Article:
16.
Sanderson JE, Adesanya CO, Anjorin FI, Parry EH. Postpartum cardiac failure – Heart failure due to volume overload? Am Heart J 1979;97:613-21.  Back to cited text no. 16
    
17.
Mishra VN, Mishra N, Devanshi. Peripartum cardiomyopathy. J Assoc Physicians India 2013;61:268-73.  Back to cited text no. 17
    
18.
Hilfiker-Kleiner D, Kaminski K, Podewski E, Bonda T, Schaefer A, Sliwa K, et al. A cathepsin D-cleaved 16 kDa form of prolactin mediates postpartum cardiomyopathy. Cell 2007;128:589-600.  Back to cited text no. 18
    
19.
Patten IS, Rana S, Shahul S, Rowe GC, Jang C, Liu L, et al. Cardiac angiogenic imbalance leads to peripartum cardiomyopathy. Nature 2012;485:333-8.  Back to cited text no. 19
    
20.
Sliwa K, Mebazaa A. Possible joint pathways of early pre-eclampsia and congenital heart defects via angiogenic imbalance and potential evidence for cardio-placental syndrome. Eur Heart J 2014;35:680-2.  Back to cited text no. 20
    
21.
Bültmann BD, Klingel K, Näbauer M, Wallwiener D, Kandolf R. High prevalence of viral genomes and inflammation in peripartum cardiomyopathy. Am J Obstet Gynecol 2005;193:363-5.  Back to cited text no. 21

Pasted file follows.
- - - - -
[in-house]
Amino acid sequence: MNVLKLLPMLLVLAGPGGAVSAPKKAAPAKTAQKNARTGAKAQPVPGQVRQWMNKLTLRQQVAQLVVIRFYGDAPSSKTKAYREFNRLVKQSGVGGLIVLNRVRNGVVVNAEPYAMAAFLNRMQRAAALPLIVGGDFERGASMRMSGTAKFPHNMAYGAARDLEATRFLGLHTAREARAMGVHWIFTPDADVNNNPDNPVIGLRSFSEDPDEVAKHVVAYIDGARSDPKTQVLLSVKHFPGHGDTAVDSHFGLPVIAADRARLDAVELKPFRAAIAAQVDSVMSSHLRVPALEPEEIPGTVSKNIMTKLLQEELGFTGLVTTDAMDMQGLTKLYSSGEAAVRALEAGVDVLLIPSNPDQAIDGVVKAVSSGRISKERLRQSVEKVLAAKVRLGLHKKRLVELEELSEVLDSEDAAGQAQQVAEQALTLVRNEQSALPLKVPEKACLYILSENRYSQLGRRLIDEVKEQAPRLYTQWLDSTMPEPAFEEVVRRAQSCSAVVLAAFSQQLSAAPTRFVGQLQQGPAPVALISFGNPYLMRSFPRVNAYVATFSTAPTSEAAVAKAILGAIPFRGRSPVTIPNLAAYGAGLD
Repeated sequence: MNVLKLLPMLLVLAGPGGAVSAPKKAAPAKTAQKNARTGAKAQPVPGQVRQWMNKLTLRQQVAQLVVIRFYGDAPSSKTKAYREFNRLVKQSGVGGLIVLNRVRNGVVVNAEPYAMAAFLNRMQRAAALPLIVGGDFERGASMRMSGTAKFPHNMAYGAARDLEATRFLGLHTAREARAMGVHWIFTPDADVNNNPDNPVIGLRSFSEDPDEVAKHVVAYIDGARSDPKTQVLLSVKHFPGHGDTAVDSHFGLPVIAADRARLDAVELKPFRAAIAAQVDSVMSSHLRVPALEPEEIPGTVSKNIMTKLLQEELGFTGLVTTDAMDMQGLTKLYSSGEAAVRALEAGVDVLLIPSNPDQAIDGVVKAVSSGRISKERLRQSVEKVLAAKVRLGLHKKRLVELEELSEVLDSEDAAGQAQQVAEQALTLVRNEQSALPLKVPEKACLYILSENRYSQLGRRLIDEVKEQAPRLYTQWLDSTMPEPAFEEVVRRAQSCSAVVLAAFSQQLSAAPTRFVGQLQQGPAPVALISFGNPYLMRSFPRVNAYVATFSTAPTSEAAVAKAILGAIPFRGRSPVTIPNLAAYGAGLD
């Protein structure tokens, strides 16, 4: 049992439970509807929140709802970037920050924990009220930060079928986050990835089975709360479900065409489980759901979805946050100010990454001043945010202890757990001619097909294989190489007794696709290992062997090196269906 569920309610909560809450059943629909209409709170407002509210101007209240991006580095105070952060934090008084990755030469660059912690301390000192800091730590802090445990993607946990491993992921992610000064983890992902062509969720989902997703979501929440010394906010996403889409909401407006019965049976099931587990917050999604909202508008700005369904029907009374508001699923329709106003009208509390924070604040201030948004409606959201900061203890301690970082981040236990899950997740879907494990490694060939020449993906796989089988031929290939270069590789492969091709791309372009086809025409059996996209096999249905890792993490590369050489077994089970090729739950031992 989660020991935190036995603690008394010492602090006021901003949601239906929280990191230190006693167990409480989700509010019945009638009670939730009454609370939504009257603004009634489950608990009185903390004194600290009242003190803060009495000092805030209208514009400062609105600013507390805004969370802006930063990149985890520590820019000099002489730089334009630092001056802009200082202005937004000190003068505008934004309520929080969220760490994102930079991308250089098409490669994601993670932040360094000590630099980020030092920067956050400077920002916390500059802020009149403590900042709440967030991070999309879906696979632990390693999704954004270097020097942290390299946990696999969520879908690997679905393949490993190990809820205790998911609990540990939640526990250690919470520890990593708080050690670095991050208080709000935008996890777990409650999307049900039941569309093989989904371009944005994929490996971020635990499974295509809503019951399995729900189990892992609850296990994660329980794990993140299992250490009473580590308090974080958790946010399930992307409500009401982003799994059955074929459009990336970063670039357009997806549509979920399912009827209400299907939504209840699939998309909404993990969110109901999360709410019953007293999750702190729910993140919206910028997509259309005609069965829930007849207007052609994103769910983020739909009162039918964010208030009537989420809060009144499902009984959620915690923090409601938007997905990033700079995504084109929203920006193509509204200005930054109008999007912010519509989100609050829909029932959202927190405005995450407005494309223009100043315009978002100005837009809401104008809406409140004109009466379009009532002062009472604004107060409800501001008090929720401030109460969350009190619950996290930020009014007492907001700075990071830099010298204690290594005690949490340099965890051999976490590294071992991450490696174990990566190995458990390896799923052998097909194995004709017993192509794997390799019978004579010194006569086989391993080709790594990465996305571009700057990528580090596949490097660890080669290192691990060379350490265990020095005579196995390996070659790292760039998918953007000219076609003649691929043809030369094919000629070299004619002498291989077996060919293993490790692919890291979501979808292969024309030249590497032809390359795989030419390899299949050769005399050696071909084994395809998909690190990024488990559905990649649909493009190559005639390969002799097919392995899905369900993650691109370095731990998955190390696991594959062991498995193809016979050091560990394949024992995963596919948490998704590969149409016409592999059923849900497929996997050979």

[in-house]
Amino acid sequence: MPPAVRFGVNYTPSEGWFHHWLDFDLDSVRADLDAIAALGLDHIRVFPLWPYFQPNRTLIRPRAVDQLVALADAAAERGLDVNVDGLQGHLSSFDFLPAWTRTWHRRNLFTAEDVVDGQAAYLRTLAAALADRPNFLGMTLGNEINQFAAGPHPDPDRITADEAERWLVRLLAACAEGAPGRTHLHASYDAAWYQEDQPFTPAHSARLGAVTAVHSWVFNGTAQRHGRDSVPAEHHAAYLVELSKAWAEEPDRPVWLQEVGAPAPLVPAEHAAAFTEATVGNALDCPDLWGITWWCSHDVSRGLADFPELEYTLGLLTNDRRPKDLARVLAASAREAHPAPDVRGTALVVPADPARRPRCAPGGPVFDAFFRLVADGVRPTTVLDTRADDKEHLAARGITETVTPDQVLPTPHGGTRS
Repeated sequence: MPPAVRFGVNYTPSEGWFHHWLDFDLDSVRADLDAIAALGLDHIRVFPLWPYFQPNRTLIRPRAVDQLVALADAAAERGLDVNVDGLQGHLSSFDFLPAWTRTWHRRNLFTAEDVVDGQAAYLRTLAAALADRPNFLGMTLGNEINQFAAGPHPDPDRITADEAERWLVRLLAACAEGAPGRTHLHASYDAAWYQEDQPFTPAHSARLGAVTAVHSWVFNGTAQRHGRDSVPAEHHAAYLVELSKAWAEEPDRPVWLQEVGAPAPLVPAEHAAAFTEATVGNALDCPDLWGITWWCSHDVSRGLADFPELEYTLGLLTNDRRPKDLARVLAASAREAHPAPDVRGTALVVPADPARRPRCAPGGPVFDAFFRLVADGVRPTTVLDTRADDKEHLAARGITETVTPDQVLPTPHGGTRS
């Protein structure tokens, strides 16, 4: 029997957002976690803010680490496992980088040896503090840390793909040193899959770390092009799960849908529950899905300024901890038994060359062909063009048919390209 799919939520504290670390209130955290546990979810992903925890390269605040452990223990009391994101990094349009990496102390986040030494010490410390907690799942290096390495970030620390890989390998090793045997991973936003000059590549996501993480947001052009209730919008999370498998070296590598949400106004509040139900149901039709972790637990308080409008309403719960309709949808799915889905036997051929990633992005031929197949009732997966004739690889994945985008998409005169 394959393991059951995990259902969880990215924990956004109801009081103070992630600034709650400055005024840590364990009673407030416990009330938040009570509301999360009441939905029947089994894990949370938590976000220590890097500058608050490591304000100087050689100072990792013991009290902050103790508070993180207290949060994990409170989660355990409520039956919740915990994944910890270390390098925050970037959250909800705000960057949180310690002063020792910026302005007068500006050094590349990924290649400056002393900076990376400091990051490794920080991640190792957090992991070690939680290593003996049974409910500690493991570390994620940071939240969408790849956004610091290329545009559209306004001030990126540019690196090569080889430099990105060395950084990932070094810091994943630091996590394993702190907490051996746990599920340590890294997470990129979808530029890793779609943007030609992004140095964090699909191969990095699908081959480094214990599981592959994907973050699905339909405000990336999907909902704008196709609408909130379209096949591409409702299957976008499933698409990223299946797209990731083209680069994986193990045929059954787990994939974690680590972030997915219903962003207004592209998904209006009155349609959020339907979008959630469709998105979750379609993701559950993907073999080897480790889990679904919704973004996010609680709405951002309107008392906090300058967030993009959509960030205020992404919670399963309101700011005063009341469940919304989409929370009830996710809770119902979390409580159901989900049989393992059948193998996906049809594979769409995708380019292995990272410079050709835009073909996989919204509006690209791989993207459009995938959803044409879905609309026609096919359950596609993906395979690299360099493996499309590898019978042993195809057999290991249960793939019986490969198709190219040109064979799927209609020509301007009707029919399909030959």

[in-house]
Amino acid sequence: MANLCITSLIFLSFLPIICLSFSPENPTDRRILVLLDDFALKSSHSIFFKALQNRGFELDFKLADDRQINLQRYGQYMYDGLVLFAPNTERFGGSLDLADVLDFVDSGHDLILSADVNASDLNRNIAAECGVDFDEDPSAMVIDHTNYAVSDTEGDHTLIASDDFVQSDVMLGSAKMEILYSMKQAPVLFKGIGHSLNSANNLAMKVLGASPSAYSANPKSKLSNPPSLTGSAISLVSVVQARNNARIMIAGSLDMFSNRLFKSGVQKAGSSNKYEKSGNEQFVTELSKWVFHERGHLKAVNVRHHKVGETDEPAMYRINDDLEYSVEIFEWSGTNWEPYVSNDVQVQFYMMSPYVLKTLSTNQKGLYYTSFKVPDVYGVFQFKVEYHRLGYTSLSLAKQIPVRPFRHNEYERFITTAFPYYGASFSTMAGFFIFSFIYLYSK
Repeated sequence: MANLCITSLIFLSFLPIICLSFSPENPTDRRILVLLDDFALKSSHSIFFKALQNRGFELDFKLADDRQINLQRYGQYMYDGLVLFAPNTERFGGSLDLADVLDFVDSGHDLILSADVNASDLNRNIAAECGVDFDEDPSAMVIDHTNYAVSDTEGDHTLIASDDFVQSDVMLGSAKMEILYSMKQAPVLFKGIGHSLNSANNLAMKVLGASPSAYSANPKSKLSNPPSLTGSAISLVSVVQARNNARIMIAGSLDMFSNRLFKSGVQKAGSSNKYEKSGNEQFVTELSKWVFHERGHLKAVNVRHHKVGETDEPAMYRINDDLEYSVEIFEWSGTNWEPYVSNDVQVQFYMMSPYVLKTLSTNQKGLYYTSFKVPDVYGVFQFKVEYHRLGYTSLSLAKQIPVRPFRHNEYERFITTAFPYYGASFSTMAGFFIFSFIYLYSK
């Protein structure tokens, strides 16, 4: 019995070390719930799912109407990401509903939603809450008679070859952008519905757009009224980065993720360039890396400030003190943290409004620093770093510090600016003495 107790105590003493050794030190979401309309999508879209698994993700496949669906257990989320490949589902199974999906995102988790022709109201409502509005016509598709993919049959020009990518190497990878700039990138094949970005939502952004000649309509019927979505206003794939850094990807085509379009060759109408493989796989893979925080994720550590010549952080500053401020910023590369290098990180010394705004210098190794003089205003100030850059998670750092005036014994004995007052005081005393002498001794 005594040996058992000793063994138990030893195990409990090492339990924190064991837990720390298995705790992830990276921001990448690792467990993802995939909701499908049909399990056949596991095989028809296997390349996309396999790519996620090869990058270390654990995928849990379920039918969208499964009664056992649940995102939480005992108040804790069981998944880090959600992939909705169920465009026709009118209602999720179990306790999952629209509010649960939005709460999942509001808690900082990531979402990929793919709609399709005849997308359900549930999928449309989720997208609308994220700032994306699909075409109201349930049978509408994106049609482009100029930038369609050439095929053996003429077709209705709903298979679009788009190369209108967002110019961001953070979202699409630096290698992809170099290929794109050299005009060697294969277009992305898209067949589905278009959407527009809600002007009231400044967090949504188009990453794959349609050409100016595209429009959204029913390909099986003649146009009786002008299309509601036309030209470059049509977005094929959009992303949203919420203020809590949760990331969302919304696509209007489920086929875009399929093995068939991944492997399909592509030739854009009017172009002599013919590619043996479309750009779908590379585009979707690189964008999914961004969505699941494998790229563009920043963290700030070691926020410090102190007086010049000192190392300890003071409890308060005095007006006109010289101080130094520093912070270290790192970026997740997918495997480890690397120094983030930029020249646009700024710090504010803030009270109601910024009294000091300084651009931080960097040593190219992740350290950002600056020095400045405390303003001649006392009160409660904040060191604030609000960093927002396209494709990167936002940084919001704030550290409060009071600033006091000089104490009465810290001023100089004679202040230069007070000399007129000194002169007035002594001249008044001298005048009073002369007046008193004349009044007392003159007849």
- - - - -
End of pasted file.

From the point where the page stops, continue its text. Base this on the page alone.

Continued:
22.
Sanderson JE, Olsen EG, Gatei D. Peripartum heart disease: An endomyocardial biopsy study. Br Heart J 1986;56:285-91.  Back to cited text no. 22
    
23.
Tsintsof A, Delprado WJ, Keogh AM. Varicella zoster myocarditis progressing to cardiomyopathy and cardiac transplantation. Br Heart J 1993;70:93-5.  Back to cited text no. 23
    
24.
Sliwa K, Skudicky D, Bergemann A, Candy G, Puren A, Sareli P. Peripartum cardiomyopathy: Analysis of clinical outcome, left ventricular function, plasma levels of cytokines and Fas/APO-1. J Am Coll Cardiol 2000;35:701-5.  Back to cited text no. 24
    
25.
Sliwa K, Förster O, Libhaber E, Fett JD, Sundstrom JB, Hilfiker-Kleiner D, et al. Peripartum cardiomyopathy: Inflammatory markers as predictors of outcome in 100 prospectively studied patients. Eur Heart J 2006;27:441-6.  Back to cited text no. 25
    
26.